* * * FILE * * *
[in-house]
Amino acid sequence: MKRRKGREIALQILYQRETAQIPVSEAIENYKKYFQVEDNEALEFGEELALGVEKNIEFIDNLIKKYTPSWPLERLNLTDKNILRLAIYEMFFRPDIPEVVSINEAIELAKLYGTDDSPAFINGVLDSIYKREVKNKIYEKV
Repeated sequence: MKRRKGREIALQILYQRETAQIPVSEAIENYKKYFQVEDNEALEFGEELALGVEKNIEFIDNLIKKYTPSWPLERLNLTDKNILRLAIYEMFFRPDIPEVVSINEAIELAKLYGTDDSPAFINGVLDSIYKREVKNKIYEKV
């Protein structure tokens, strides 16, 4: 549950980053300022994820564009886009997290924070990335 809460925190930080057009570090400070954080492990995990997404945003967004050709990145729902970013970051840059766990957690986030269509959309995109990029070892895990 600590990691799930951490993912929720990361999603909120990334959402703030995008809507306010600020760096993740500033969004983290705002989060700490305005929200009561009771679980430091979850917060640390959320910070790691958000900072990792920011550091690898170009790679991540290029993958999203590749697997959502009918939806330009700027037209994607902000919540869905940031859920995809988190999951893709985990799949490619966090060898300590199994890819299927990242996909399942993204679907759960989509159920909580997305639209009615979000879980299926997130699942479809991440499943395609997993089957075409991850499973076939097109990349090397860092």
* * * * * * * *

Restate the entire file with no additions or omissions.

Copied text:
[in-house]
Amino acid sequence: MKRRKGREIALQILYQRETAQIPVSEAIENYKKYFQVEDNEALEFGEELALGVEKNIEFIDNLIKKYTPSWPLERLNLTDKNILRLAIYEMFFRPDIPEVVSINEAIELAKLYGTDDSPAFINGVLDSIYKREVKNKIYEKV
Repeated sequence: MKRRKGREIALQILYQRETAQIPVSEAIENYKKYFQVEDNEALEFGEELALGVEKNIEFIDNLIKKYTPSWPLERLNLTDKNILRLAIYEMFFRPDIPEVVSINEAIELAKLYGTDDSPAFINGVLDSIYKREVKNKIYEKV
């Protein structure tokens, strides 16, 4: 549950980053300022994820564009886009997290924070990335 809460925190930080057009570090400070954080492990995990997404945003967004050709990145729902970013970051840059766990957690986030269509959309995109990029070892895990 600590990691799930951490993912929720990361999603909120990334959402703030995008809507306010600020760096993740500033969004983290705002989060700490305005929200009561009771679980430091979850917060640390959320910070790691958000900072990792920011550091690898170009790679991540290029993958999203590749697997959502009918939806330009700027037209994607902000919540869905940031859920995809988190999951893709985990799949490619966090060898300590199994890819299927990242996909399942993204679907759960989509159920909580997305639209009615979000879980299926997130699942479809991440499943395609997993089957075409991850499973076939097109990349090397860092």